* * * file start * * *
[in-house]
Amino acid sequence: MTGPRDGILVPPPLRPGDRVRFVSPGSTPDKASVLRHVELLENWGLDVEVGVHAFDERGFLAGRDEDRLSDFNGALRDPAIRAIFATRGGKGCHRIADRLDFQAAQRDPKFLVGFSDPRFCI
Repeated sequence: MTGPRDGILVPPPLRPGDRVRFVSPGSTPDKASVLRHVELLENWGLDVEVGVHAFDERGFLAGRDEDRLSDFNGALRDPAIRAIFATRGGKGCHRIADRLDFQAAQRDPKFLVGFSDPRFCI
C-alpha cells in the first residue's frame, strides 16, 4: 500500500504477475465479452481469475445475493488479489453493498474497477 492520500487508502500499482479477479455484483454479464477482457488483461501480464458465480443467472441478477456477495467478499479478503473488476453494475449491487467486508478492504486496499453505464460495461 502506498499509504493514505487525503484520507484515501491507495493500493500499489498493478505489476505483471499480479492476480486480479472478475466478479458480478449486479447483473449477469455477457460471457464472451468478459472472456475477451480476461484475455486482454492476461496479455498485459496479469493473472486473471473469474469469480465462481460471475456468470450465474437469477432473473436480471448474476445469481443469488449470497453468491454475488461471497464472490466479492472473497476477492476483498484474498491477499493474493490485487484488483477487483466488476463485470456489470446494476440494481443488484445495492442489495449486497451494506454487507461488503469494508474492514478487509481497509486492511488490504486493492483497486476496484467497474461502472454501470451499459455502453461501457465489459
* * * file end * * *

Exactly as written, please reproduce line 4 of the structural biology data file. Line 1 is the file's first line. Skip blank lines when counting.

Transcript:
C-alpha cells in the first residue's frame, strides 16, 4: 500500500504477475465479452481469475445475493488479489453493498474497477 492520500487508502500499482479477479455484483454479464477482457488483461501480464458465480443467472441478477456477495467478499479478503473488476453494475449491487467486508478492504486496499453505464460495461 502506498499509504493514505487525503484520507484515501491507495493500493500499489498493478505489476505483471499480479492476480486480479472478475466478479458480478449486479447483473449477469455477457460471457464472451468478459472472456475477451480476461484475455486482454492476461496479455498485459496479469493473472486473471473469474469469480465462481460471475456468470450465474437469477432473473436480471448474476445469481443469488449470497453468491454475488461471497464472490466479492472473497476477492476483498484474498491477499493474493490485487484488483477487483466488476463485470456489470446494476440494481443488484445495492442489495449486497451494506454487507461488503469494508474492514478487509481497509486492511488490504486493492483497486476496484467497474461502472454501470451499459455502453461501457465489459